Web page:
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My Handcrafted Opinions on Whiskies, Distilleries and Other Related Stuff

The Jack Daniel Distillery, Tennessee, USA

My birthday treat in 2013 was two distilleries in one day. This was number two, with George Dickel being number one. I did not expect to learn a lot on this tour and Tennessee whiskey has by and large passed me by, but I felt that any self respecting “distillophile” has to see the home of the world's biggest selling whiskey at least once. The basic free tour I took (there is a $10 tasting tour as well) was, as you might expect, slick and well done. It starts with a video, a tour group photo (40+ distillery tours and this was a first for me!) and then a bus ride to the area where they burn the sugar maple ricks for their charcoal and then a walk back to visitors center taking in the cave springs, Jack’s old office, the production areas, including a bottling hall, and finally a warehouse. Well structured and informative this was good way to spend an hour. The tour was focused on Jack Daniel and skipped quite quickly through the technical side of things, but no real surprise there; the tour group was made of people who will probably only see one distillery in their lifetime and the themes and stories played well to the audience. We got to see the safe that Jack kicked in fit of frustration one morning and the subsequent broken toe led to gangrene, infection, less legs than he started life with and eventually death. The tour guide even made the “happy cows around here” joke I hear in about 1 in 3 distilleries. The thing that of course separates JD and Tennessee whiskey from bourbon is the charcoal mellowing (or Lincoln County process) and we spent some time on the tour’s “money shot” ie the charcoaling mellowing room. At end of tour you do get a chance to buy “commemorative bottles that happen to contain whiskey” as Lynchburg is famously a dry county and you can't buy liquor… and I walked away with two expressions I have never seen anywhere else, the Master Distiller and an unaged Tennessee Rye. One thing I had never realized was that the man’s name (and in fact the distillery name) is Jack Daniel. No “s”.   As in The Jack Daniel Distillery. I also did not know that is oldest registered distillery in USA, being registered in 1866 two years before distilling was formally legalized and taxed in 1868.  Do they have a gift shop?  No.  Really they don't have a gift shop at the distillery.  What they have is the town of Lynchburg a short walk away that can best be described as a Jack Daniel's Gift Town.  And if you show your tour ticket when you buy anything over $10 in any of the shops in town... you get a JD shot glass.

I also learned some more about the “Green Label” Old No 7 expression on the tour, which I occasionally see in stores but does not appear in any marketing or websites. Apparently it is a product that is “only available in certain states in USA” and is taken from barrels at the bottom of their barrel houses and has the least interaction with wood due to relatively less temperature fluctuations. The traditional “Black Label” and Gentleman Jack are taken from the middle levels and the Single Barrel comes only from barrels stored at the top level of the barrel house. A quick bout of mental arithmetic suggests this is at best an “approximation” as the relative volumes of the Black label in the market compared to Green Label and Single Barrel suggest that some barrels from bottom and top have to make their way into the blend as well.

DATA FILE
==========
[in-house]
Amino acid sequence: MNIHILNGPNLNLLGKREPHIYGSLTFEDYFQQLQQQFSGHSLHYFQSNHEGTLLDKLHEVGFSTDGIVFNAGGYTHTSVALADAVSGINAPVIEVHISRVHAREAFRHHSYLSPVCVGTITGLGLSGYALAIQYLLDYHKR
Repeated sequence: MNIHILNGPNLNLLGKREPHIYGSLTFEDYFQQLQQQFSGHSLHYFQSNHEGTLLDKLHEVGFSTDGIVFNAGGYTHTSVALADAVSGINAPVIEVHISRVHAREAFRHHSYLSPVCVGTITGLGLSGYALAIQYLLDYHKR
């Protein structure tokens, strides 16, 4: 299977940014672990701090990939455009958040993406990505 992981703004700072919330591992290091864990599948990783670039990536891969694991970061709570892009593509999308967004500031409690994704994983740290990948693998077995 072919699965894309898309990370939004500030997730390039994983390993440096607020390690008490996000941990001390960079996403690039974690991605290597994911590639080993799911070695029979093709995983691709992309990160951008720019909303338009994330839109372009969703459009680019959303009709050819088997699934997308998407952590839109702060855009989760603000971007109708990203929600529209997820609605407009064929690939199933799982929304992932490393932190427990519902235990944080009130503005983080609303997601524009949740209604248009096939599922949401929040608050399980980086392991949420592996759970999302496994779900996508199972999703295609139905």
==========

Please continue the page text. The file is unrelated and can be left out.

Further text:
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George Dickel, Tennessee, USA

George Dickel, Tennessee, USA

I was lucky to spend my birthday in 2013 visiting the two major distilleries in Tennessee and this was the first one. The thing that immediately struck me about George Dickel was the fantastic setting… perhaps only rivaled by Woodford Reserve for major US distilleries I have seen. The site is also the only distillery that is also a US Post Office… so another first for me and another useless piece of trivia. This site was actually established in 1958 long after the original Mr Dickel and his distillery had perished but all the recipes and techniques had been preserved and are still used today. The original site was a short way up the road and we snapped a picture of the entrance as we drove away later on. The tour I took was free (they offer a tasting tour as well but that was later in the day) and started with a short eight minute DVD in the very nice visitor’s center. Being the “other distillery” in Tennessee has clearly influenced their tour and messaging. When describing their distillery the words “unique in Tennessee” were used a lot which was interesting and basically shorthand for “not like Jack Daniel’s” and included the ‘facts’ that they burned all their charcoal on site, that they double distilled their spirit (which may not be technically accurate as I asked when I toured JD and they said they did double distill) and they chill the whisky before charcoal mellowing. This is said to be because Mr. Dickel considered the whisky to taste better in the winter than the summer. You may also note I spell it as whisky ie no “e”.  This again is a “unique in Tennessee” tradition said to be started by Mr. Dickel who declared (a southern gent always declares in my mind) that his whisky was as good as the finest scotch and so adopted their spelling. I bought two bottles at the distillery shop afterwards, the No 12 and the Barrel Reserve. I also learned that the different expressions are all the same grain recipe (84% corn, 8% rye and 8% malt), the only difference between No 8, No 12 and Barrel Reserve is aging. No 8 is 5 -7 years old, No 12 is 8 – 10 years old and Barrel Reserve is 12 – 14 years old. The Dickel Rye is actually made in Indiana and contains 95% rye (if you are interested). You are? Good. So was I.

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